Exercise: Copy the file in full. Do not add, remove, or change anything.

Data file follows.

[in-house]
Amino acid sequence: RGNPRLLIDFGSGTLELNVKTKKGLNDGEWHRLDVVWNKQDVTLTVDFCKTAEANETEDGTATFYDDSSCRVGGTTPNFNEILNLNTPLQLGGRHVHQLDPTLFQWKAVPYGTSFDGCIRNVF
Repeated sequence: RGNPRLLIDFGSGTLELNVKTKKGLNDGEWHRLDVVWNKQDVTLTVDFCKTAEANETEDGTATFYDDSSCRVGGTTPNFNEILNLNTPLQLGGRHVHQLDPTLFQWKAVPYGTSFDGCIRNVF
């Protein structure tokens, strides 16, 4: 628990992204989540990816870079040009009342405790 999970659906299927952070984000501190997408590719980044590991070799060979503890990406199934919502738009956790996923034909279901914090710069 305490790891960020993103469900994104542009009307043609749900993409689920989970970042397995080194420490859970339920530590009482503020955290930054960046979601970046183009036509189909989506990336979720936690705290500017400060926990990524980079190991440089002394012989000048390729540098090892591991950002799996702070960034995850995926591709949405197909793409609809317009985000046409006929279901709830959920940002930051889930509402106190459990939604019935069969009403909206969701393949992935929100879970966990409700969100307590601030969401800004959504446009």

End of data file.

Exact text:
[in-house]
Amino acid sequence: RGNPRLLIDFGSGTLELNVKTKKGLNDGEWHRLDVVWNKQDVTLTVDFCKTAEANETEDGTATFYDDSSCRVGGTTPNFNEILNLNTPLQLGGRHVHQLDPTLFQWKAVPYGTSFDGCIRNVF
Repeated sequence: RGNPRLLIDFGSGTLELNVKTKKGLNDGEWHRLDVVWNKQDVTLTVDFCKTAEANETEDGTATFYDDSSCRVGGTTPNFNEILNLNTPLQLGGRHVHQLDPTLFQWKAVPYGTSFDGCIRNVF
């Protein structure tokens, strides 16, 4: 628990992204989540990816870079040009009342405790 999970659906299927952070984000501190997408590719980044590991070799060979503890990406199934919502738009956790996923034909279901914090710069 305490790891960020993103469900994104542009009307043609749900993409689920989970970042397995080194420490859970339920530590009482503020955290930054960046979601970046183009036509189909989506990336979720936690705290500017400060926990990524980079190991440089002394012989000048390729540098090892591991950002799996702070960034995850995926591709949405197909793409609809317009985000046409006929279901709830959920940002930051889930509402106190459990939604019935069969009403909206969701393949992935929100879970966990409700969100307590601030969401800004959504446009």